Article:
Men's Articles

Ten Questions To Ask Your Doctor About Inflammatory Bowel Disease


Inflammatory bowel disease (IBD) is a condition in which the intestinal tract is inflamed over a long period of time and may have ulcers in its lining. Let find out more about the problem from the experts.

Could Any Condition Other Than IBD Be Causing My Diarrhoea And Cramps?

It is well known that as many as a third of our IBD patients have irritable bowel syndrome symptoms at the same time. These can include occasional loose stools, abdominal bloatedness, and "gas and wind". Occasionally, infective gastroenteritis can result in some of the symptoms that mimic an IBD flare-up. Rarely, some drugs may cause loose stools or abdominal discomfort. When in doubt, please consult your doctor.

Do I Have Ulcerative Colitis Or Crohn's Disease?

Both ulcerative colitis (a chronic disease that causes long-term inflammation of the colon lining) and Crohn's disease (chronic inflammation of the intestinal wall) can have symptoms like chronic diarrhoea, sometimes bloody, abdominal pains, weight loss and lethargy. While both conditions may also include joint pains, mouth ulcers, rashes and red eyes, these are more commonly seen in Crohn's disease than in ulcerative colitis.

There is usually more weight loss, anaemia and lethargy associated with Crohn's disease. Definitive diagnosis of either diseases is usually obtained through endoscopy and histology from biopsies taken from the intestines.

What Parts Of My Digestive System Are Affected?

In ulcerative colitis, only the colon is usually affected. In Crohn's disease, the entire gastrointestinal tract can be involved-the mouth, oesophagus, stomach, small intestine, colon and anus. Local data suggests more than 50 per cent of Crohn's disease patients have disease in the ileum - the last part of the small intestine - and colon.

What Medications Do You Recommend?

The usual first-line therapy is a 5-amino salicylate compound. For moderate to severe flare-ups, short courses of steroids are used. Patients who require maintenance therapy after repeated flare-ups, are given second-line drugs which are immune-modulators. New drugs in the form of monoclonal antibodies are increasingly being used to treat Crohn's disease and may soon be approved for ulcerative colitis, but these drugs are expensive and are associated with side effects.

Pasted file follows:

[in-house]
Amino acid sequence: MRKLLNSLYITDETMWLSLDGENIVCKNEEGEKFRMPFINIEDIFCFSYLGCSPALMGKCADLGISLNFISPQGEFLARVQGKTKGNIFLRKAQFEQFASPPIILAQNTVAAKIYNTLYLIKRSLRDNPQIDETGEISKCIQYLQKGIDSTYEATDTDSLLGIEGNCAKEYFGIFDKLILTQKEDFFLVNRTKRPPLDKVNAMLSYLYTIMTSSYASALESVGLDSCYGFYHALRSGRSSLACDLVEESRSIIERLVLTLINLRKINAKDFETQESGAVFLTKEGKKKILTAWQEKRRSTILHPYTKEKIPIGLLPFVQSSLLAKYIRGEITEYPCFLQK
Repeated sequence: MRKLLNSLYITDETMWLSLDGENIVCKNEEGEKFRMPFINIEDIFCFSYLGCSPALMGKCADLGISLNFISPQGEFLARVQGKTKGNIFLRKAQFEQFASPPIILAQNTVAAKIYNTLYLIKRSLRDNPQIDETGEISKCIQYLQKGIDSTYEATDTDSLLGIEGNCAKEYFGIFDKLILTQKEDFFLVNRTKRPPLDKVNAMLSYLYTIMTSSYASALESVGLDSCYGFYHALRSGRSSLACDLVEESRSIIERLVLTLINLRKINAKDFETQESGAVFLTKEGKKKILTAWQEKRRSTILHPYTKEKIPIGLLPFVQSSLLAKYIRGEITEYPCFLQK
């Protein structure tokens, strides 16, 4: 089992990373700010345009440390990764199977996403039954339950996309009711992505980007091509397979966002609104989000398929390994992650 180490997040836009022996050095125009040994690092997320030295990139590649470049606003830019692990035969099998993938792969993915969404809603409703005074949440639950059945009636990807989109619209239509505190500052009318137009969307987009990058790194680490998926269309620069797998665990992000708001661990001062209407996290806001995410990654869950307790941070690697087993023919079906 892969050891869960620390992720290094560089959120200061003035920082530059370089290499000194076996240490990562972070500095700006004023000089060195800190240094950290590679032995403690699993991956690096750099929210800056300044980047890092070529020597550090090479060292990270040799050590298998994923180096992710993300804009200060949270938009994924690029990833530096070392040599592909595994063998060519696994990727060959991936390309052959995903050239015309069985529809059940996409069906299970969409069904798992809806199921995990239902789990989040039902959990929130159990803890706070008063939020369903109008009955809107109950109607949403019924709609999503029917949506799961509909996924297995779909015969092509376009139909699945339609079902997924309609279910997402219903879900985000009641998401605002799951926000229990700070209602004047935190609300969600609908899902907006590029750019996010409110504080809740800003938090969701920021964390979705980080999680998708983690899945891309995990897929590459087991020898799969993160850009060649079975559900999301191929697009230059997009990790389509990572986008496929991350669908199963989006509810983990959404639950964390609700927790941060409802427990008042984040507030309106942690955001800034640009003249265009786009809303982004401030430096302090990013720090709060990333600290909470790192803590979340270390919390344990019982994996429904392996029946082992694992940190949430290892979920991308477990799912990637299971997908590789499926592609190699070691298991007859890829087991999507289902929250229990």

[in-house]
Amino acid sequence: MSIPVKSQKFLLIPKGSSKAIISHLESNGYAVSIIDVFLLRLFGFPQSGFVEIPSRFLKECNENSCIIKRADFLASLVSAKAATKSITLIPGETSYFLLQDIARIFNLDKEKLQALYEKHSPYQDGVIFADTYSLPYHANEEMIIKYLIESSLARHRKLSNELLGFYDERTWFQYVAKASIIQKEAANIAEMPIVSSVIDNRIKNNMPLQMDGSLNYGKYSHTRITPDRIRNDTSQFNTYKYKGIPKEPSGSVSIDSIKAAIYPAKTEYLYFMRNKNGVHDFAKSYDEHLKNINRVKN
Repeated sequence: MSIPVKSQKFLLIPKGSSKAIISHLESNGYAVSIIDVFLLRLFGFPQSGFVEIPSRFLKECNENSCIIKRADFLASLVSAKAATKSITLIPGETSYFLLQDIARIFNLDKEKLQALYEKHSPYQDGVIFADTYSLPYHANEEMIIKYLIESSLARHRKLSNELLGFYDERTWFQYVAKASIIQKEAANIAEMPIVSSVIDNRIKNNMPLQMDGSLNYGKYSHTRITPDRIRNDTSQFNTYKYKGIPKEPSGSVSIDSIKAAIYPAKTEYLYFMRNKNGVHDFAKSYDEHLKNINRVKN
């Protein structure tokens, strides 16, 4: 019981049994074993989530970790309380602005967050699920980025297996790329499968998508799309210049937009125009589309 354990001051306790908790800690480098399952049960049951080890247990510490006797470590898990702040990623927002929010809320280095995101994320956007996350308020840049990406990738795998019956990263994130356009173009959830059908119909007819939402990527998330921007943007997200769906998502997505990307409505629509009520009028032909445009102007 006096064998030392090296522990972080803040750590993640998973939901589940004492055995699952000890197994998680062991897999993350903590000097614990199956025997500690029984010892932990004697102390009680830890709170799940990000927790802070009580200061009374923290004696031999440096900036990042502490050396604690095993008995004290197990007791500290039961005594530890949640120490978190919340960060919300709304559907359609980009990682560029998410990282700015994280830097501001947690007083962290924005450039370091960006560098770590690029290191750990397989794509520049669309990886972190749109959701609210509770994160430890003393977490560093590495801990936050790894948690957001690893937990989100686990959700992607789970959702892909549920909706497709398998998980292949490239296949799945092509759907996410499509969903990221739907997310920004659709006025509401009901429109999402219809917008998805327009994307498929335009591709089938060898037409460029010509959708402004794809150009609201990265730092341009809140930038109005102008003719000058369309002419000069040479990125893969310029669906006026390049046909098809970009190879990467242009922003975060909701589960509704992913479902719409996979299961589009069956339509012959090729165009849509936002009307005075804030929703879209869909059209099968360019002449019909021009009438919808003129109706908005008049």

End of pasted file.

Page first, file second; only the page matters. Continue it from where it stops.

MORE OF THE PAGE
How Soon Can I Expect Relief?

In disease flare-ups requiring the use of steroids or monoclonal antibody treatment, one should expect relief within a week. Other agents like the 5-amino salicylate drugs may take a little longer. 

What Side Effects Should I Watch Out For? What Should I Do If I Notice Them?

Most medications carry some side effects. While 5-amino salicylates are usually safe, rare side effects may occur. Steroids can cause a variety of side effects that include weight gain, emotional liability, sleep disturbances and water retention. Less common complications may include avascular necrosis - a disorder that causes bones to become brittle and break easily - of the hip joint.

Prolonged courses of teroids may predispose one to nfections, diabetes, hypertension and ataracts. If the side effects are serious, :onsult your doctor early for a reduced lose of medication, or other alternatives.

What Should 1 Do If My Symptoms Return? Which Symptoms Should I Consider An Emergency?

Patients who have a return of symptoms while on maintenance medication can increase their medication doses. Sometimes, the disease relapses when patients do not take their medication for a period of time. Usually the mild attacks can be aborted by taking the usual medication again or by increasing the dosage.

If symptoms such as diarrhoea (often bloody), abdominal pains, fevers and lethargy do not go away in a few days, the gastroenterologist should be consulted with a view to in-patient management. An "emergency" is when there is severe bloody diarrhoea, which may be associated with abdominal pains and fever.

Should 1 Change My diet Or Take Nutritional Supplements?

There is usually no need for a radical diet change except in a few Crohn's disease patients with narrowed small intestines. In these patients, a low-fibre diet is advised so as not to precipitate a small bowel obstruction. Generally, one should take a balanced diet with components from all major food groups to ensure good supply of vitamins and minerals.

Personalised dietary counselling may be useful. While nutritional supplements are specifically advocated in patients with small bowel Crohn's disease due to problems related to malabsorption, they can be a good adjunct to any diet.

Do I Need To Make Any Other Lifestyle Changes?

It is always my hope that my patients live life to the fullest. My responsibility to them is to try to keep the disease in remission while they take to life, as completely as possible, just like any ordinary individual.

When Should We Have A Follow-up Appointment?

Patients with IBD should see their doctors regularly. Depending on the state of the disease and how well the patients are, the doctors will decide on the timing of the follow-up.

 

Copyright � 2005 - 2006 Men's Articles. All rights reserved.